Miami Vice (1984–1990)
8.2/10
220
3 user

When Irish Eyes Are Crying 

Gina falls for an Irish pacifist who believes there is no point fighting fire with fire anymore - or so she thinks.

Director:

(as Mario Di Leo)

Writers:

(creator), (teleplay) | 2 more credits »
Reviews

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Cast

Episode cast overview:
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Olivia Brown ...
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Sean Carroon
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Bunny Berrigan
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Richard Cross
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Max Klizer
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Eddie Kaye
Matt Ford ...
Intruder
Barry Grayson ...
Father Gaffney
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Storyline

Gina falls for an Irish pacifist who believes there is no point fighting fire with fire anymore - or so she thinks.

Plot Summary | Add Synopsis

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Details

Country:

Language:

Release Date:

26 September 1986 (USA)  »

Company Credits

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Technical Specs

Sound Mix:

Color:

Aspect Ratio:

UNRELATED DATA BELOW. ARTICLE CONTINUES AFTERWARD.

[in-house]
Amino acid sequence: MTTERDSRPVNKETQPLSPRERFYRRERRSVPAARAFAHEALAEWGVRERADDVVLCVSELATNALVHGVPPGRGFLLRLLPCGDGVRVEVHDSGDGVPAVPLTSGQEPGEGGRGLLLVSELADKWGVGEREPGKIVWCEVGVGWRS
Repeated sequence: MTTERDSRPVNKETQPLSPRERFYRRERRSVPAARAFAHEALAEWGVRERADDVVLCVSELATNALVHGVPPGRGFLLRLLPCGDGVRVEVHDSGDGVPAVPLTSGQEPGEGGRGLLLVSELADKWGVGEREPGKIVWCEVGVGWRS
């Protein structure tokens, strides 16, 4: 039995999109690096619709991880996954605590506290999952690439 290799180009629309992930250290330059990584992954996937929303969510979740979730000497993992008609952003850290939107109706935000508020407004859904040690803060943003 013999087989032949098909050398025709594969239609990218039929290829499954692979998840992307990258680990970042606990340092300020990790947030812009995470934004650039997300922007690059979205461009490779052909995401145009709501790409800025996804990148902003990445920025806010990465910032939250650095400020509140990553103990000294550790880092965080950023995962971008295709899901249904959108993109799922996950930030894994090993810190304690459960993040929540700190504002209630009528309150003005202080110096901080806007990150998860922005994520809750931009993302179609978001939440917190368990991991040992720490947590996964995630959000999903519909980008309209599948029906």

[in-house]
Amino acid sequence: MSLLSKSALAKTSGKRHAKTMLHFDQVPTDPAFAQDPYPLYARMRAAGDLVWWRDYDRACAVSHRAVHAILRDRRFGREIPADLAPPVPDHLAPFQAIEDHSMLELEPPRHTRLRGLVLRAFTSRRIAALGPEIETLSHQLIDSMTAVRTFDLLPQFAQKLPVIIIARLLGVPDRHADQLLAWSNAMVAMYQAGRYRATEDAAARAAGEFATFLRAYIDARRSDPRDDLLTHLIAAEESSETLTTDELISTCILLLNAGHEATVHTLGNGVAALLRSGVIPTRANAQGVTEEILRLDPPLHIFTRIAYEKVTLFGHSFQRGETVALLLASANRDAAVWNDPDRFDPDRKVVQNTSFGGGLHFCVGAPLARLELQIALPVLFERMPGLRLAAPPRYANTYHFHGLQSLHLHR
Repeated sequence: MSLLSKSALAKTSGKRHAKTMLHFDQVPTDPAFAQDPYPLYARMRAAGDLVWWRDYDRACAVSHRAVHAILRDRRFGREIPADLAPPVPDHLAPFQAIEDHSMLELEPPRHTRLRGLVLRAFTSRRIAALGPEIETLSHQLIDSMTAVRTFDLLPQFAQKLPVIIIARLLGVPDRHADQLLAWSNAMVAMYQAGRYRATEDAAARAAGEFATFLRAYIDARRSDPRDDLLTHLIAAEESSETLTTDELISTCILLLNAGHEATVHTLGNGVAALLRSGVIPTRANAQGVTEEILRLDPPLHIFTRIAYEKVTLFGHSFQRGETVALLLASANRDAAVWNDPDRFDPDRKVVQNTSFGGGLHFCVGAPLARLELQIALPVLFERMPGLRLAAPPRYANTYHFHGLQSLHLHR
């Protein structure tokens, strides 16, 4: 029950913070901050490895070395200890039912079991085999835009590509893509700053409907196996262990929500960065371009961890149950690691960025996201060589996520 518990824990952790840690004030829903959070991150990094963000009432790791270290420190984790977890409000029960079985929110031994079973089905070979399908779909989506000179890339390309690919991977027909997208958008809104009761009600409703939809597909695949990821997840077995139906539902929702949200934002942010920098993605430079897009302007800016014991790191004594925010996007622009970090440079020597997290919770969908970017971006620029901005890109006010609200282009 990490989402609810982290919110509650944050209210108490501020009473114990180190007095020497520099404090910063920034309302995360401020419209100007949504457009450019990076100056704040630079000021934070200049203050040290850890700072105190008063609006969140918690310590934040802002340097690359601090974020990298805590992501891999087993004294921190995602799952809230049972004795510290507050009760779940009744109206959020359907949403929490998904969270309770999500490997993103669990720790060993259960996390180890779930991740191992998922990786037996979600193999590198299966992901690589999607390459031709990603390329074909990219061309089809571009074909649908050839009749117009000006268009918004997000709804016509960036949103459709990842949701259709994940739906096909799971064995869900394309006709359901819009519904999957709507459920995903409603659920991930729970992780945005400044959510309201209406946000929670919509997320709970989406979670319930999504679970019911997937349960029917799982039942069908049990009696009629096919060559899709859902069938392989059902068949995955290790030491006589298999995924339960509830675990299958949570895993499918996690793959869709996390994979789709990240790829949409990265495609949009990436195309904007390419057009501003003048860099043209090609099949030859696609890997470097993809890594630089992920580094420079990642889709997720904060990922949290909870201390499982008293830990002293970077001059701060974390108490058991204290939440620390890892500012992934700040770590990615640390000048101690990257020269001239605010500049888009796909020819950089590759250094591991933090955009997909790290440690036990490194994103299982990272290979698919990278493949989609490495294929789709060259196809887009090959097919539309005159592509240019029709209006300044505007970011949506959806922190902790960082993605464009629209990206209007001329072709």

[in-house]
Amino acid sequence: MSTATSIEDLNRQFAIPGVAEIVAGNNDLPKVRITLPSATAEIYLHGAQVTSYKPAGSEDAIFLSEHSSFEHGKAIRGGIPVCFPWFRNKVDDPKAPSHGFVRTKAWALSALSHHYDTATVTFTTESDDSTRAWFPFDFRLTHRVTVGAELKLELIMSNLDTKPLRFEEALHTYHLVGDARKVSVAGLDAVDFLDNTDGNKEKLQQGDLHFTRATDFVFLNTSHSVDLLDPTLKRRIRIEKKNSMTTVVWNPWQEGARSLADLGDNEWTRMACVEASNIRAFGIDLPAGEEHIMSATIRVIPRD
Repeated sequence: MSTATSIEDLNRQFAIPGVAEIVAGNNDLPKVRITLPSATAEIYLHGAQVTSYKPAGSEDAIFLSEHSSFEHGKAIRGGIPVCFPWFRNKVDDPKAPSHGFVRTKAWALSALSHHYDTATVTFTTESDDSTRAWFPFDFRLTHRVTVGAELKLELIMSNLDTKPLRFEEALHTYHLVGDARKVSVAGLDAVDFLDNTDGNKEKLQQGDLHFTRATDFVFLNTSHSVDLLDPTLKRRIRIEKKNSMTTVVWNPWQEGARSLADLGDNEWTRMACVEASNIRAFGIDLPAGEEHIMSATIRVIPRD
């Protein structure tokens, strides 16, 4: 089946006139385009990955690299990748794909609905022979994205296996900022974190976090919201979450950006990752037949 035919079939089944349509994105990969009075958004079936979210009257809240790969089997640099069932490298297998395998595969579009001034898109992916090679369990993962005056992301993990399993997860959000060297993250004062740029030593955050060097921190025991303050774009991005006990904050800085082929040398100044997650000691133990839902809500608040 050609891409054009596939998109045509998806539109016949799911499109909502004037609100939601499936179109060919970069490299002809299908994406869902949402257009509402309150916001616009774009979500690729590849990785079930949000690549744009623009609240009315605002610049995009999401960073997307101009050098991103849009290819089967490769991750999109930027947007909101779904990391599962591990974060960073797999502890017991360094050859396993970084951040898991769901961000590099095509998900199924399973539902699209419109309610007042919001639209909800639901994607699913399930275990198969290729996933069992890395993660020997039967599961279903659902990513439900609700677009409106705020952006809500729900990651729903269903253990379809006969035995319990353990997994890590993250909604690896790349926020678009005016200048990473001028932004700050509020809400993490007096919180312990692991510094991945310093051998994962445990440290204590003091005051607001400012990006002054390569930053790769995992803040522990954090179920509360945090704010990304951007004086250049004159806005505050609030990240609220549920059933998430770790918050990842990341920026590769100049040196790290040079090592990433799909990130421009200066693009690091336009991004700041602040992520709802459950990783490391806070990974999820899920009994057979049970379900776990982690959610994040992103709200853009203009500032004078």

1.33 : 1
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Did You Know?

Trivia

Tubbs and Cross spar over the plot to shoot down an airplane, with Tubbs telling Cross US law enforcement does not do things as they do in England. Cross tells Tubbs to wait until car bombs begin going off in major cities. 15 years later what Cross spoke of came true via use of airplanes and US law enforcement changed. See more »

Goofs

When Crockett comments to Eddie Kaye about the age of the Stinger missiles he wants to purchase, Kaye states that "The Missouri was 45, but the Lebanese didn't seem to know the difference." While they are both Iowa-class sister ships, the USS New Jersey was actually the battleship deployed to Lebanon, not the Missouri. See more »


Soundtracks

Imagine
(uncredited)
Written and Performed by John Lennon
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User Reviews

And so the third, darker, season of "Miami Vice" begins...
11 April 2008 | by (England) – See all my reviews

"When Irish Eyes Are Crying" is a strong opening to the third season of "Miami Vice". Starring a baby faced Liam Neeson, this tale never sat comfortably with me in the '80s as it attempts to cover the subject of the IRA. Such a difficult and complex topic doesn't really fit the "Miami Vice" format and some lines are awkward and contrived. Tubbs is sporting spectacles, perhaps to add an element of pseudo- intellectualism to the proceedings.

Despite these reservations, it's not a bad episode and it has some unforgettable scenes, particularly Crockett's visit to an arms dealer. There are times when it may not be a good idea to question the quality of a dealer's wares...

Gina, played by Saundra Santiago, has never looked better. She radiates a natural beauty here and delivers a solid performance.

This season has a harder edge than the previous two and uses a more sombre colour palette. On the fashion side, Crockett starts to roll up his sleeves. Gone are the pastel colours, replaced with a darker wardrobe.

8 out of 10. This episode contains music from Lennon, The Pogues and Patti LaBelle and Bill Champlin.


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